SoftBank’s Masayoshi Son turned to a friend of four decades in April after he was presented with a list of 30 candidates to become the Japanese technology group’s new female board member.
Keiko Erikawa, chair of Koei Tecmo Holdings, was exactly the type of female entrepreneur the billionaire founder was seeking. She brings a management style that differed starkly from Son’s high-risk approach, which has taken SoftBank from a historic loss last year to the highest ever profit for a Japanese company.
The $7.5bn gaming company Erikawa co-founded with her husband, which is known for hits such as Nobunaga’s Ambition and Uncharted Waters, has never made an employee redundant or made a loss in its 43 years. It emerged from the Covid-19 pandemic with a capital adequacy ratio of 86 per cent, underlining the strength of its balance sheet.
“At first, I told him our company was also looking for female management and that I didn’t have time,” Erikawa told the Financial Times in an interview, recalling a conversation she had with Son in the spring. “But I thought it might be fun and accepted, considering that I have known him for a long time and we have dealt with various business matters from time to time so I know his personality very well.”
Erikawa is expected to be appointed non-executive director at SoftBank this month pending shareholder approval. Her nomination comes after Yuko Kawamoto, a prominent corporate governance expert who was the group’s first and only female director, stepped down last month after openly challenging Son on issues of internal control.
Erikawa, a 72-year-old games designer, is also known for managing Koei Tecmo’s $1bn in surplus funds and other assets, and has been investing in stocks since she was 18.
“I have always continued investment in a tough environment, including investments in start-ups. So I hope to be somewhat useful as a SoftBank board member in that aspect as well,” she said.
Erikawa has known Son since he set up SoftBank in 1981 as a distributor of PC software and watched the company evolve into Japan’s third-largest mobile carrier and the investment group behind the Saudi-backed $100bn Vision Fund. “Considering his personality, he won’t be satisfied until [SoftBank becomes] the world’s number one as an investment company,” she said.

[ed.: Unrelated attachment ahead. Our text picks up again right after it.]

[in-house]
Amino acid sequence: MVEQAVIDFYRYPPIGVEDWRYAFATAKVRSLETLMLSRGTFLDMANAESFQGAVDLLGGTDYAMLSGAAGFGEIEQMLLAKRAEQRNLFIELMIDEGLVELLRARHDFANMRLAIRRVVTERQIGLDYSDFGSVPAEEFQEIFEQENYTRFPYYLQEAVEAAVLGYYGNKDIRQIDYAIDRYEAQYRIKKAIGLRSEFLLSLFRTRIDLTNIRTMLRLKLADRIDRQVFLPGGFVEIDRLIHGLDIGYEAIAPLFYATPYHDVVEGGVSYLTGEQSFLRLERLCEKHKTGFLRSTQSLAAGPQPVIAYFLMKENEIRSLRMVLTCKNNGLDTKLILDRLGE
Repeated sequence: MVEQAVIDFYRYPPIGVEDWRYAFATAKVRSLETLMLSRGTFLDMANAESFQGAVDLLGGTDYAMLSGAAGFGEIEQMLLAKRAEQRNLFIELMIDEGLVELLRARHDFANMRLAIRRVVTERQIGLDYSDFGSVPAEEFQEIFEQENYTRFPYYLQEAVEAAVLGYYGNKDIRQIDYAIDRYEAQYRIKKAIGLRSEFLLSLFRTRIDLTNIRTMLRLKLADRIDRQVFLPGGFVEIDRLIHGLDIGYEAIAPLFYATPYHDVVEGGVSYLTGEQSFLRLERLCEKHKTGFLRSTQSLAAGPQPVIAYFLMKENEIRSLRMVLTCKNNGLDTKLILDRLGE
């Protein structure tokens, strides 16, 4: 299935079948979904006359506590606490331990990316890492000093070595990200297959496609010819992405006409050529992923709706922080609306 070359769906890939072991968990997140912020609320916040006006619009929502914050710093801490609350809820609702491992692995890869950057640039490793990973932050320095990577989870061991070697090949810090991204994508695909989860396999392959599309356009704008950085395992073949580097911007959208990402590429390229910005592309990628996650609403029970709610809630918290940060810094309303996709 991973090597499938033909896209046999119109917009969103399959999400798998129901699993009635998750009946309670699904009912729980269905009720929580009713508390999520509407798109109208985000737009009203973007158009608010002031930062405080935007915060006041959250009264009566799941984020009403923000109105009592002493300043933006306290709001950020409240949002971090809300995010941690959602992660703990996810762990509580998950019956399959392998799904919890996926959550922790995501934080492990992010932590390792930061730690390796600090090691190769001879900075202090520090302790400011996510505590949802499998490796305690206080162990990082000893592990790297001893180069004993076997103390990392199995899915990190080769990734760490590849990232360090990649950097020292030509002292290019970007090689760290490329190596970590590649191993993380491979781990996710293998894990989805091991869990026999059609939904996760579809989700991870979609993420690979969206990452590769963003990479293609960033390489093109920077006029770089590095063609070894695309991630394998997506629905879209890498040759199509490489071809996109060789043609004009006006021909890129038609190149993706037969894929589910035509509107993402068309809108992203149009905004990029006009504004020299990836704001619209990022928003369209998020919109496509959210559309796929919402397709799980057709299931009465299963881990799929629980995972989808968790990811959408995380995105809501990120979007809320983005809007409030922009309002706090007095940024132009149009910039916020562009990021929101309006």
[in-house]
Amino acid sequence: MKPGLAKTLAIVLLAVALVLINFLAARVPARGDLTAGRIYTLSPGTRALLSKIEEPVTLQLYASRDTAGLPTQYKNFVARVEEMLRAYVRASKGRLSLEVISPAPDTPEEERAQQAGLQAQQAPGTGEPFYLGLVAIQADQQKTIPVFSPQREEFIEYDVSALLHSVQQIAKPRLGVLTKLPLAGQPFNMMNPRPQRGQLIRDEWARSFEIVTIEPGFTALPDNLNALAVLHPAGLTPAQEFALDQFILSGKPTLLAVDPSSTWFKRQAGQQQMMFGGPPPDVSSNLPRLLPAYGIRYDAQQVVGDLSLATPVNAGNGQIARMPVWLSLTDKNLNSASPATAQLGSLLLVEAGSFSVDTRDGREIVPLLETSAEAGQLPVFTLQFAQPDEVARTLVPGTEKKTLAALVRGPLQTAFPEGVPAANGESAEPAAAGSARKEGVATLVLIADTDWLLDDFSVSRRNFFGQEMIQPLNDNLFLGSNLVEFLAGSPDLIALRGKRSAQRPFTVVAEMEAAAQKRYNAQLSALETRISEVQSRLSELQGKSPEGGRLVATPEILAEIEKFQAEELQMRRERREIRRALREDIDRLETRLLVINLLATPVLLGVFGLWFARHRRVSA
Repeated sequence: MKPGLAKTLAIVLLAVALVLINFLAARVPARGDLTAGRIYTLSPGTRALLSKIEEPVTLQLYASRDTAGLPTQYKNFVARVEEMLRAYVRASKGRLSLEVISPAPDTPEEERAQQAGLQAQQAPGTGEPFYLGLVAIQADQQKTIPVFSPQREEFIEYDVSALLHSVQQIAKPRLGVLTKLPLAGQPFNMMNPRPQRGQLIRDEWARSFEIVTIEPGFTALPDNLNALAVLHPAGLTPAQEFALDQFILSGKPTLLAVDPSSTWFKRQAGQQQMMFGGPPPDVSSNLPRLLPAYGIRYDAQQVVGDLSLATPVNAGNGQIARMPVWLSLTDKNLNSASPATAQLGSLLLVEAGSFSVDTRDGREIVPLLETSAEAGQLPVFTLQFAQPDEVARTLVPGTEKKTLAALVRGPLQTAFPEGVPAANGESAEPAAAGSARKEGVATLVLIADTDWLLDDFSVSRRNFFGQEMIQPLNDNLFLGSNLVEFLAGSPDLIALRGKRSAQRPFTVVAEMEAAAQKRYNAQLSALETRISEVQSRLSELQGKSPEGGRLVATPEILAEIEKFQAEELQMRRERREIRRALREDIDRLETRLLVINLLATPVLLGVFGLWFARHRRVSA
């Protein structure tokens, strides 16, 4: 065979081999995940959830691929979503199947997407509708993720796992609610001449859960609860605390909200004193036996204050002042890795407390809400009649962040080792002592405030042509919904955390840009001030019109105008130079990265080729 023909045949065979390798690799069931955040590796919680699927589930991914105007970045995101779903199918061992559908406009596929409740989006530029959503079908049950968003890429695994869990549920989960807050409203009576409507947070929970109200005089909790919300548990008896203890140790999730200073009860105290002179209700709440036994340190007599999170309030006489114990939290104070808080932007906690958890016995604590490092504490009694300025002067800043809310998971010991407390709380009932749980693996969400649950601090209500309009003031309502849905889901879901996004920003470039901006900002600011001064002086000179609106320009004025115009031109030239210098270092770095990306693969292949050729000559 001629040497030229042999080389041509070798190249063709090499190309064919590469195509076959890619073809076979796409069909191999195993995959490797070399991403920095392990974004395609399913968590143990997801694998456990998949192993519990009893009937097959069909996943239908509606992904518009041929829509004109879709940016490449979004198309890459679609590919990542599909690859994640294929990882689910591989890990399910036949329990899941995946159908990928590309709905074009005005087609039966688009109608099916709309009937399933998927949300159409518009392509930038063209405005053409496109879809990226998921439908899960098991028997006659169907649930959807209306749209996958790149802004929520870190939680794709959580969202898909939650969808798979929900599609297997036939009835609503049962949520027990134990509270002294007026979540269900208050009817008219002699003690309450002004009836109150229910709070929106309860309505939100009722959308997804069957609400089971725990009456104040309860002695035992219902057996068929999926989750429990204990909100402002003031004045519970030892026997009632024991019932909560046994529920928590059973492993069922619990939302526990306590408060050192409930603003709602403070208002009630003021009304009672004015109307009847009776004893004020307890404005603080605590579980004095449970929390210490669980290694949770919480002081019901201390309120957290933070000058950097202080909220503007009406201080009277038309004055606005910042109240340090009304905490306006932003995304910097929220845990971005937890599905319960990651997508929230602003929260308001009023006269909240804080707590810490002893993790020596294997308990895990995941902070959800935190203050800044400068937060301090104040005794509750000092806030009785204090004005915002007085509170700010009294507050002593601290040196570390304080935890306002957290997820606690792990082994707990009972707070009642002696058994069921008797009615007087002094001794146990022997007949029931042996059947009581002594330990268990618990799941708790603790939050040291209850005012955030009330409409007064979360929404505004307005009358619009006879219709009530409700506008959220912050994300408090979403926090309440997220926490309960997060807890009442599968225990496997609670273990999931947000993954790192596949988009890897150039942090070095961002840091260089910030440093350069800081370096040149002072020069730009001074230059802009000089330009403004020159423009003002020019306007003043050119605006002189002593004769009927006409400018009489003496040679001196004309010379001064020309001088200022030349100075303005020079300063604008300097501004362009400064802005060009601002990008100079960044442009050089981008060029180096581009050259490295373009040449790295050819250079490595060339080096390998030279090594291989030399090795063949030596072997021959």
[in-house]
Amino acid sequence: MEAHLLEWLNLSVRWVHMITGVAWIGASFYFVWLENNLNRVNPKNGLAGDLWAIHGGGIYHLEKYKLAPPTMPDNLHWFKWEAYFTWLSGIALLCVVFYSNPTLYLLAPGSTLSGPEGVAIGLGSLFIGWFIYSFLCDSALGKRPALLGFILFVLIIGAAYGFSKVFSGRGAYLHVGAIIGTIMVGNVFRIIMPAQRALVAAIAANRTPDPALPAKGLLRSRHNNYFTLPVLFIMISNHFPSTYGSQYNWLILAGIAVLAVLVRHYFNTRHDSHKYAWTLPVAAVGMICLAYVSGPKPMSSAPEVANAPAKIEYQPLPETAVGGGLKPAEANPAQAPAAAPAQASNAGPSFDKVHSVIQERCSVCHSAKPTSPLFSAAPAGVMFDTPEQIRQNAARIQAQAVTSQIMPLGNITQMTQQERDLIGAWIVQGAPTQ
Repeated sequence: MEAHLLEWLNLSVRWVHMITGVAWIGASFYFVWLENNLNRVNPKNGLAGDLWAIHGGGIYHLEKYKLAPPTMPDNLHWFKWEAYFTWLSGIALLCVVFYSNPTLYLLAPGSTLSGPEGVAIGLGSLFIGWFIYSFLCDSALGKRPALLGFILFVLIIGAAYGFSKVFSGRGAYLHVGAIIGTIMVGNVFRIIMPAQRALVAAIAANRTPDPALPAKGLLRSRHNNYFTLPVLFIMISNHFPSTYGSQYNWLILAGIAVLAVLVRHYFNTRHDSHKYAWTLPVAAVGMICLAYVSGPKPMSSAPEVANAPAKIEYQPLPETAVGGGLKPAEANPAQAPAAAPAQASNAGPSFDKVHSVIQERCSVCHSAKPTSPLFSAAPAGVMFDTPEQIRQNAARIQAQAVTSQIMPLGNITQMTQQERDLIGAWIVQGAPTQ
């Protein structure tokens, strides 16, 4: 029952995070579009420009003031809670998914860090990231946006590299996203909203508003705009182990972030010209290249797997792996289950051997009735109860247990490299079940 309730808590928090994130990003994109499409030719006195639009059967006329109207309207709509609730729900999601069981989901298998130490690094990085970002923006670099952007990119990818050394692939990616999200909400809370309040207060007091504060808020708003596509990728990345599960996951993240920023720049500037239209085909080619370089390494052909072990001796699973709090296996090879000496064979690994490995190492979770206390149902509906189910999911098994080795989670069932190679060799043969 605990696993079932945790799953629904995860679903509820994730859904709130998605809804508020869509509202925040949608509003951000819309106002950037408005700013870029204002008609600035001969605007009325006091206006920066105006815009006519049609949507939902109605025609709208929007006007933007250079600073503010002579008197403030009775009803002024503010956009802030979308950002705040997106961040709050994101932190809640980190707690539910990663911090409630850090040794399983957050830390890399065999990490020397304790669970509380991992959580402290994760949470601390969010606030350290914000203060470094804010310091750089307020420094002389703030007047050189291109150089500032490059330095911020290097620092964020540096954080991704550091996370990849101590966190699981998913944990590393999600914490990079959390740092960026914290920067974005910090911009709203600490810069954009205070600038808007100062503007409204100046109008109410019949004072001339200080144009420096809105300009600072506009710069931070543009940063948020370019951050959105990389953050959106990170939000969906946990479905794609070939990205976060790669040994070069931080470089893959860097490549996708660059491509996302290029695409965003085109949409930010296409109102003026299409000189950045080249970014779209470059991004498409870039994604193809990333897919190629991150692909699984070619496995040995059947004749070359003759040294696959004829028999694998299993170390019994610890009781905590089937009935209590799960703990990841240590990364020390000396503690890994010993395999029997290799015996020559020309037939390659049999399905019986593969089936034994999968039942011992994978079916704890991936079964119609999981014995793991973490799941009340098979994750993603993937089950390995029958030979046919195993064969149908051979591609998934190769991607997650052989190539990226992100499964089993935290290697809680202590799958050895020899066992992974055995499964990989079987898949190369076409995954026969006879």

While Kawamoto had been critical of SoftBank’s governance structure, Erikawa said she was not too concerned about volatility in the group’s financial performance.
“Mr Son was very depressed after a big loss last year, so I said, ‘What are you talking about? Investment always comes with a risk’,” Erikawa noted, referring to SoftBank’s soured bets such as property group WeWork. “Humans improve through challenges and failures so I’m hopeful that he will be able to generate good results in the future.”
One challenge for Koei Tecmo has been the cultivation of female talent.
“Including myself, many Japanese women do not want to be in the top management. Even if they have the same responsibilities, they find it psychologically easier to be in the number two position than standing in the front,” Erikawa said. “There are so many talented women in Japan so I strongly feel the need to change this structure.”
Hirokazu Hamamura, a gaming expert and digital contents adviser at publishing company Kadokawa, said Erikawa could become a voice on SoftBank’s board who could counter Son’s influence.
“Ms Erikawa is a role model for other female managers and one of the pioneers of the gaming industry. She will also not hesitate to speak her mind to anyone, but she can do it without offending people because of her personality,” Hamamura said.